When WWE first announced that a CM Punk bio DVD was in the works, I was genuinely excited for it. After all, Punk has been one of my favourites since his days in Ring of Honor.

When I found out that the DVD, titled Best in the World was going to be heavy on Punk’s input, I became more excited. The last time I had heard word of heavy wrestler involvement was for Chris Jericho’s DVD and that was easily one of my favourites that WWE has ever done.

As one could expect, then, the DVD is a true chronicle of Punk’s wrestling career. From his backyard federation in Chicago (though I suspect he exaggerates the the attendance figures a bit) to his time training with Ace Steel and early days pre-Ring of Honor are all covered in great (and I do mean great) depth. Really, this is the first time, including Jericho, that we really get that full spectrum of a wrestler’s work, dating back to the Chris Benoit and Eddie Guerrero DVDs (and this one probably surpasses them).

Throughout this early section, we get the story of Punk vs. Colt Cabana and Punk vs. Chris Hero — including commentary from both foes — which were fantastic. We also get some match clips and while some WWE fans may balk at the lack of full matches included, you have to remember that those were one-hour Broadways, and that’s a lot of time to eat up on a DVD series.

Ring of Honor is up next and we get some really good talk about the early feud with Raven and, of course, his work with Cabana. Samoa Joe is also brought up at length, and this is where the “it’s a real shame” comments start to come in, so let’s be blunt — it’s a real shame that WWE couldn’t get Samoa Joe to offer his take on Punk; it’s a real shame that WWE wouldn’t talk with Raven or then-ROH booker Gabe Sapolsky. And, even though the matches were easily as long as the other Broadways, it’s a real low down dirty shame that we didn’t get any full out Summer of Punk segments; but this is also new territory to WWE — no other wrestler profiled, yet, has come from this level of stardom in Ring of Honor. We’ll see what happens when Bryan Danielson/Daniel Bryan gets his DVD (and I’m ignoring the recently-released Superstar Collection Daniel Bryan).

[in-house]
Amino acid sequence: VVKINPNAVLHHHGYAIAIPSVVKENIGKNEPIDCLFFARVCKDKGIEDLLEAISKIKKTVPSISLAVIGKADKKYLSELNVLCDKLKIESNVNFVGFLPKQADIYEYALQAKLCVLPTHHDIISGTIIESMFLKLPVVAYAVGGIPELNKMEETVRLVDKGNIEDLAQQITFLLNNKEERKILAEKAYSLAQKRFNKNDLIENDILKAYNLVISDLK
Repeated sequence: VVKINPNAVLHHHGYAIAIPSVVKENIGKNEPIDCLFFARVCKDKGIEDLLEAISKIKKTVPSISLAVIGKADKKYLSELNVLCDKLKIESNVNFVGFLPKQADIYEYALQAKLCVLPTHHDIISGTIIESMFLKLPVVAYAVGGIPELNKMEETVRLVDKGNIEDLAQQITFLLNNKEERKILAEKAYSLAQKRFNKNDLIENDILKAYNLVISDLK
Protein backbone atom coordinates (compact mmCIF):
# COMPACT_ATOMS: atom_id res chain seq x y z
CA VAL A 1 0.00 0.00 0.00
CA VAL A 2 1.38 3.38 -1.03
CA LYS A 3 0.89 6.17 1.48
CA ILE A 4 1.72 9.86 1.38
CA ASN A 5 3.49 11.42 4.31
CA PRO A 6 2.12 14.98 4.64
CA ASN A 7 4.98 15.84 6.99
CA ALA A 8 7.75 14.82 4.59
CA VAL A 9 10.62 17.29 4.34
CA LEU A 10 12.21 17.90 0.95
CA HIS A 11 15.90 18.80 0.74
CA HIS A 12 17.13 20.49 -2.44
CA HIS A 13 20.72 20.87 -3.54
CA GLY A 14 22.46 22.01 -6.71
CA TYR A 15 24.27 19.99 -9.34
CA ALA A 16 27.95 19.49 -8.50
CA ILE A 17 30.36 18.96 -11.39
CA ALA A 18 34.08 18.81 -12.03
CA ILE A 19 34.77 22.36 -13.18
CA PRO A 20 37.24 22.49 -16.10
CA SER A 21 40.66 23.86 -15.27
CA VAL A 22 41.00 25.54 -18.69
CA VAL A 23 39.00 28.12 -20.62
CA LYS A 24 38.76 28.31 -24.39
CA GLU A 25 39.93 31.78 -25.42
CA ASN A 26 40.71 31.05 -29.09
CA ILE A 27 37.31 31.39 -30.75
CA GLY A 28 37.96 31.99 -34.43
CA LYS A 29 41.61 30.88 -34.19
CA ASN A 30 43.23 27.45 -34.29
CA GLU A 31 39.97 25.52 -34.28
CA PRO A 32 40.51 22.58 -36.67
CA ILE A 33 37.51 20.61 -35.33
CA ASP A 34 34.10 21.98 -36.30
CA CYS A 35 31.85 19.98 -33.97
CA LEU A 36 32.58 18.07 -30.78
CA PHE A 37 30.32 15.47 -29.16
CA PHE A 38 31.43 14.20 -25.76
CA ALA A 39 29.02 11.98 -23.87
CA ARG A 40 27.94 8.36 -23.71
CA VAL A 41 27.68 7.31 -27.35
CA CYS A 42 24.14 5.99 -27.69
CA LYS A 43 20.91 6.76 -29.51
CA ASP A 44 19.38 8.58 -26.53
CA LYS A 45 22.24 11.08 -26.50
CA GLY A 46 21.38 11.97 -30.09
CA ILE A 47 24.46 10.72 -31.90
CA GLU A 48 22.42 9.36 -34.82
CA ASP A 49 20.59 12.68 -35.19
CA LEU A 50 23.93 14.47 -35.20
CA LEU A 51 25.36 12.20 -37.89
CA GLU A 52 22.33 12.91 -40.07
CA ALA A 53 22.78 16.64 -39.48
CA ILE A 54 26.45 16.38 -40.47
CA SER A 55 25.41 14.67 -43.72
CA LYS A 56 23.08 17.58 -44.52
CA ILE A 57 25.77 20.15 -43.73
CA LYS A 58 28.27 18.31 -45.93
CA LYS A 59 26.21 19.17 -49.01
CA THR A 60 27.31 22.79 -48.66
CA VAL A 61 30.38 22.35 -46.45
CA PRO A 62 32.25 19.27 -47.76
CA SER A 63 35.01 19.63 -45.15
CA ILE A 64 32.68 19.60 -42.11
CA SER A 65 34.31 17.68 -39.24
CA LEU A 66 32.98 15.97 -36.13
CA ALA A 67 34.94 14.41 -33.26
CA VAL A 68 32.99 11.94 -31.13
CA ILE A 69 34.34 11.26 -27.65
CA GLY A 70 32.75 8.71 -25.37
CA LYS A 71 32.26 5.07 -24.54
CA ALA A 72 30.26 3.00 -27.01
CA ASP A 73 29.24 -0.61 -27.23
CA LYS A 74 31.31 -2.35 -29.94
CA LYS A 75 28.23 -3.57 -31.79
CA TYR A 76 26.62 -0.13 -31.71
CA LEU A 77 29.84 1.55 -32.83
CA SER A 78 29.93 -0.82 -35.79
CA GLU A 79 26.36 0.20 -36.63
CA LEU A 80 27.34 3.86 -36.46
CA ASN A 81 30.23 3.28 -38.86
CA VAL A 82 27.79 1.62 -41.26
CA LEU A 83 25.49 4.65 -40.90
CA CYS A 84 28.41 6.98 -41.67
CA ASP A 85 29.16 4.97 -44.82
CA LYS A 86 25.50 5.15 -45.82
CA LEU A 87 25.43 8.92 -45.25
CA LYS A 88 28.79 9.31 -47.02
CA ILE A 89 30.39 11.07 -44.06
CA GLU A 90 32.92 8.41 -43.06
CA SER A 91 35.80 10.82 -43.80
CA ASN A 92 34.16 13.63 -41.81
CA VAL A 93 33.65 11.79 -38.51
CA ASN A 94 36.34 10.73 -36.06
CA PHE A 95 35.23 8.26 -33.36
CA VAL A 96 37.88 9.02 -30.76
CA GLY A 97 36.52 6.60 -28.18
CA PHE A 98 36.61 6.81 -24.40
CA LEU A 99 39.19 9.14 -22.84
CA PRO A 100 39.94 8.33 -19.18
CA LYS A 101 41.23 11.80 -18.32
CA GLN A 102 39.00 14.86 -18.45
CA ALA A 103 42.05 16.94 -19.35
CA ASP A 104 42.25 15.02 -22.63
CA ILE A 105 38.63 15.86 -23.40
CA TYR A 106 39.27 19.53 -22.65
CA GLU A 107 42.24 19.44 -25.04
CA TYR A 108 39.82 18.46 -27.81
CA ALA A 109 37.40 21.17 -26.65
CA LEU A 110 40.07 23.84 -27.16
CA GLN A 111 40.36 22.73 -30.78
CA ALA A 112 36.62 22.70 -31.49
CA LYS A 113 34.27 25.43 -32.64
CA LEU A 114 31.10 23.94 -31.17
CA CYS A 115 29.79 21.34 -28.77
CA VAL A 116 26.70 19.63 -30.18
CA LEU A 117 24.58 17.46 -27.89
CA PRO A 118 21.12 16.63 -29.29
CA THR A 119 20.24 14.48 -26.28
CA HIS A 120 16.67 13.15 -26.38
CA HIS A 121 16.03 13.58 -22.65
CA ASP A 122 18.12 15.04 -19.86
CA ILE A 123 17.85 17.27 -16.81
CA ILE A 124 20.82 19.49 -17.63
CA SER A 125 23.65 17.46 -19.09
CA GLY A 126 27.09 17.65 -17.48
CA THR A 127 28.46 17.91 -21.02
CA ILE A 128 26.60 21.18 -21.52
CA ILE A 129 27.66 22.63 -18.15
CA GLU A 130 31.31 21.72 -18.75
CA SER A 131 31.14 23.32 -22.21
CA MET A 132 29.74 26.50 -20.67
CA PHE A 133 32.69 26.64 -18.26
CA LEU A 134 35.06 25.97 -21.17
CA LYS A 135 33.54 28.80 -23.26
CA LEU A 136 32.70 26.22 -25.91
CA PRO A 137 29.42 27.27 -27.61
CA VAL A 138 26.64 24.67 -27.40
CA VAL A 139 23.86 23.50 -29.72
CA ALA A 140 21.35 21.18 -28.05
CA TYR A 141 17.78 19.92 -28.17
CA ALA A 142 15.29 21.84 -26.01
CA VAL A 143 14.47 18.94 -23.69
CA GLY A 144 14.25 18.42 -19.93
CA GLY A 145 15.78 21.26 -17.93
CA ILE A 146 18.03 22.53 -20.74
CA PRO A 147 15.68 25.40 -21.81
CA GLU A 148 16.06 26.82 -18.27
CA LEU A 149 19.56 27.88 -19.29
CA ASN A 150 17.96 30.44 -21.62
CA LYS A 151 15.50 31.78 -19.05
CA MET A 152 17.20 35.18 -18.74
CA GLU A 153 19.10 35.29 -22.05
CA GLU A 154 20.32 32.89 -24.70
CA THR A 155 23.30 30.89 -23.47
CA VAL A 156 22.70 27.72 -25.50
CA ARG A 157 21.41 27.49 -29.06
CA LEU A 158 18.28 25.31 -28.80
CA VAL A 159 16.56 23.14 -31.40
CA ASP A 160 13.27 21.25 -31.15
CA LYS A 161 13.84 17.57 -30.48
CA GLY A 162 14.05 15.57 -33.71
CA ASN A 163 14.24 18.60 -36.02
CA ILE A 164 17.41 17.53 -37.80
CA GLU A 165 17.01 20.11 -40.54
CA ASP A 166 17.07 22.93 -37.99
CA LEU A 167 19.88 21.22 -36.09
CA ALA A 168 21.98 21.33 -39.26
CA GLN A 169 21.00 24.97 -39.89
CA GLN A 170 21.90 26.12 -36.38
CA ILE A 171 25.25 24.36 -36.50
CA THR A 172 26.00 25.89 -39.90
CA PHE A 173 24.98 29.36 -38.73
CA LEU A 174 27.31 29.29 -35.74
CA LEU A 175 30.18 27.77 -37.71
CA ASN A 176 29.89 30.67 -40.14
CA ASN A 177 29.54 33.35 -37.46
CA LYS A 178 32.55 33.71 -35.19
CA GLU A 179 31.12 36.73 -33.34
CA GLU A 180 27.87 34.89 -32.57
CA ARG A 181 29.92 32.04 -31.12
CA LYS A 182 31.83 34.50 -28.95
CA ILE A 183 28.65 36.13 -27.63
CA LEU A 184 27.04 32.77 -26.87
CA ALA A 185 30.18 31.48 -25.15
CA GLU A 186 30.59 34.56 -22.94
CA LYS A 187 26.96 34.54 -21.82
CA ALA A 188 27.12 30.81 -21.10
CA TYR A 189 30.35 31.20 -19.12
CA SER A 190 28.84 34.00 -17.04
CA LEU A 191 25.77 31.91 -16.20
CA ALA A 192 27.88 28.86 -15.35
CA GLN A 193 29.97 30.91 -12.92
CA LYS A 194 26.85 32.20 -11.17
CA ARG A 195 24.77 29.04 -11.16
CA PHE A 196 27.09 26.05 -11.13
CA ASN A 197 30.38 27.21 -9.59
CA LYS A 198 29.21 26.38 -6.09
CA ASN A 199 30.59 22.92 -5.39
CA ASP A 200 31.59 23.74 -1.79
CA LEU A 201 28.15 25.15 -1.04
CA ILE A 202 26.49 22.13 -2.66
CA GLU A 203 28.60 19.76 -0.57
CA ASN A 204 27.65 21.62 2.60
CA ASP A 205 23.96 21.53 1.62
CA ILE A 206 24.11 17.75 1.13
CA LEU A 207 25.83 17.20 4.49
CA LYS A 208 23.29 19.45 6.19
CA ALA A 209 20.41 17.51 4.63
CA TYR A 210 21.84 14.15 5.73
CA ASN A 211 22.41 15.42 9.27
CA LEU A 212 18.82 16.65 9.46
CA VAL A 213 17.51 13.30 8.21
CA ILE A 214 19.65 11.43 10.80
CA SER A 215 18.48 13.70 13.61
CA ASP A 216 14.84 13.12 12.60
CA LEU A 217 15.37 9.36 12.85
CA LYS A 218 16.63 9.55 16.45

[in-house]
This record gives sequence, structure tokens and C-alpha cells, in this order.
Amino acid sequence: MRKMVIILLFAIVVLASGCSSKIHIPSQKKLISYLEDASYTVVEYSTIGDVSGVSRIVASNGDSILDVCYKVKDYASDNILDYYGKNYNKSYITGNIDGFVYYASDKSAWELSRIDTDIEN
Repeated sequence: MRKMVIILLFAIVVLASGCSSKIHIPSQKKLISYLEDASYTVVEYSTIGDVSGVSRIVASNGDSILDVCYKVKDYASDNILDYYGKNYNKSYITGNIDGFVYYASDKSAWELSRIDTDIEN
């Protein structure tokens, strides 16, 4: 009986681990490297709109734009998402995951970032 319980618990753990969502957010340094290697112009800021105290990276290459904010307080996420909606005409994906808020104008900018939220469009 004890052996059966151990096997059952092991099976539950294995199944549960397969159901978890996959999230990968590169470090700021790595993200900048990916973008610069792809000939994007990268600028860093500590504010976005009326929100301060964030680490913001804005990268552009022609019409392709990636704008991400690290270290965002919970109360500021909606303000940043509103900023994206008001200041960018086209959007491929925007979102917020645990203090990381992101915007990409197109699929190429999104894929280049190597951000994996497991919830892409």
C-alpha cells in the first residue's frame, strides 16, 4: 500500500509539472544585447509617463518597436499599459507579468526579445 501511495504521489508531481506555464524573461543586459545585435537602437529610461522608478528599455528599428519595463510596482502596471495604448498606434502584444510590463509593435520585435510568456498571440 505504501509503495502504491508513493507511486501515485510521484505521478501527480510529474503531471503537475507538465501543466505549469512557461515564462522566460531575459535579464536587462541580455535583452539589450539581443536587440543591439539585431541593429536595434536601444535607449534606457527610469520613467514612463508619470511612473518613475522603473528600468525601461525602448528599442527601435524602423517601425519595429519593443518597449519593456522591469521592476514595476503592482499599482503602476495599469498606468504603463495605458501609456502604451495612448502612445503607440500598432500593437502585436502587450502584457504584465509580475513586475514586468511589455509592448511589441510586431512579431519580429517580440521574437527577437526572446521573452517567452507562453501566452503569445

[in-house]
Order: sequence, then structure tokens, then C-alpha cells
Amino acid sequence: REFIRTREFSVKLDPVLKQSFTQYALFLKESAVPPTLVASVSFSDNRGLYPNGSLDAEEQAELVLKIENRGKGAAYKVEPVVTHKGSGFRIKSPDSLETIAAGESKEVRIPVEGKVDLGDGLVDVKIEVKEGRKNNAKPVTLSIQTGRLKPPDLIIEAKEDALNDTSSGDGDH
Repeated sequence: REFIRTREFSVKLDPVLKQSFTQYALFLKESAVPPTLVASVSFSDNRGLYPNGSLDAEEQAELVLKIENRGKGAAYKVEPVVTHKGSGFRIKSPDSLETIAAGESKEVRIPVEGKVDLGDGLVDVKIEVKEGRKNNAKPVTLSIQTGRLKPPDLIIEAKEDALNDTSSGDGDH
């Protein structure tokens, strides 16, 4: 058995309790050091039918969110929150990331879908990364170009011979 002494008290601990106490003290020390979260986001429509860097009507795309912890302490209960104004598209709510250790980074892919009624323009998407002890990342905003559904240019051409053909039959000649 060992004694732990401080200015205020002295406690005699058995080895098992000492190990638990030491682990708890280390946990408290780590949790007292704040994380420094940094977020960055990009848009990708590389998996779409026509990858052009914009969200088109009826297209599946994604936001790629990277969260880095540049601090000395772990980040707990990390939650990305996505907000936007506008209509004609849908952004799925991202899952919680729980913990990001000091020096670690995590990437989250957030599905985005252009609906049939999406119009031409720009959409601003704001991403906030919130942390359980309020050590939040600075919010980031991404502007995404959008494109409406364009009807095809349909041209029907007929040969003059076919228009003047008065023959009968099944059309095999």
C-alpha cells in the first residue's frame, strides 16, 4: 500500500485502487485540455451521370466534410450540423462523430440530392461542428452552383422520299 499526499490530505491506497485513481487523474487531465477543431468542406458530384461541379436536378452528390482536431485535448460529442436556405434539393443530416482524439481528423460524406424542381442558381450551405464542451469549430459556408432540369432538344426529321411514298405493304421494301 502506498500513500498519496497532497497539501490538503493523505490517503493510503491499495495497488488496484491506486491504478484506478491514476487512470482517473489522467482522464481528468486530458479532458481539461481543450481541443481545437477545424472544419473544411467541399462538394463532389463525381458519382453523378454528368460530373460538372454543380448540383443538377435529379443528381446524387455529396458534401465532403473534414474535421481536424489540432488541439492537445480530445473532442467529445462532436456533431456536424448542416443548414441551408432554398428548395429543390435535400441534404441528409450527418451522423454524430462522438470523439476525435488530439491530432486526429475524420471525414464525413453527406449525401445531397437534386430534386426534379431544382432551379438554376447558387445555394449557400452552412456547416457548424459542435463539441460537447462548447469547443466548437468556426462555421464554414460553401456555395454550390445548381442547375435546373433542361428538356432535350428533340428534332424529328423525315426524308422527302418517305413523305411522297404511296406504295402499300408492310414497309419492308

From there we move into Ohio Valley Wrestling, which was then a WWE developmental territory, and this is where we get “pissed off Punk” and the introduction of him being a “Paul Heyman guy.” This to me is where the DVD really shines, as we see Punk starting to get vocal but learning as he goes along. This is carried through to ECW and his matches with John Morrison (another “it’s a real shame” moment for an in-depth interview) up to WWE, and the real heart of the DVD — the championships.

As you might expect, Punk shows his frustration with his first couple runs with the World Championship, and deservedly so. We start to see more at this point from John Cena and Triple H, and I do have to give both credit, along with Michael Hayes, for being honest and not sugar-coating their thoughts on Punk at the time. Punk’s disdain for that time period, transitioning to his enjoyment in the Straight Edge Society (where again we have an “it’s a real shame” spot with no interview from Luke Gallows). What’s interesting is that the Nexus angle isn’t mentioned whatsoever, but that’s probably for the best, because…

That’s right, it’s pipebomb time!

Understandably, this section is a bit rushed. At this point it’s such recent history that there isn’t a lot of meat to really pick over. We get a few promo highlights, some about ‘Mania (without talking enough about the feud with Jericho) and that’s pretty much it.

Now having said all this and accumulating a list of “it’s a real shame” spots that would rival any other DVD I’ve reviewed over the decade plus I’ve been reviewing DVDs on SLAM! Wrestling, you might thing I’m not a fan of this documentary; on the contrary though, I really did enjoy it. The reality is that there is so much covered in the near two-hour doc that if it went longer, it would’ve started to lag. There’s also a good half hour of bonus clips, so you’re really looking at a robust profile of the man known outside the wrestling world as Phil Brooks.

As for match selection? Well, you get what you’d expect pretty much: Punk’s debut in ECW, the title victories, the standout matches, etc. The reality is that even though Punk’s been in WWE for six years or so, he has had far too few longer, intricate matches, and part of that can be blamed on how he’s been booked. The other part? Simply put, you don’t have some of the wrestlers who are “go-to” inclusions you regularly see in documentaries. Kurt Angle and Brock Lesnar are two examples, as are The Rock and Steve Austin. I’m near positive Brock and Punk didn’t battle in OVW, and as for the other three, they weren’t on the active roster at the same time as Punk.

The only fun piece that would’ve been interesting to see that wasn’t included were a couple “enhancement” matches Punk had on HeAT back in the day against the likes of Val Venis.

At this point though, I’m nitpicking for the sake of nitpicking. Really, you cannot go wrong with Best In the World. Get it, right now.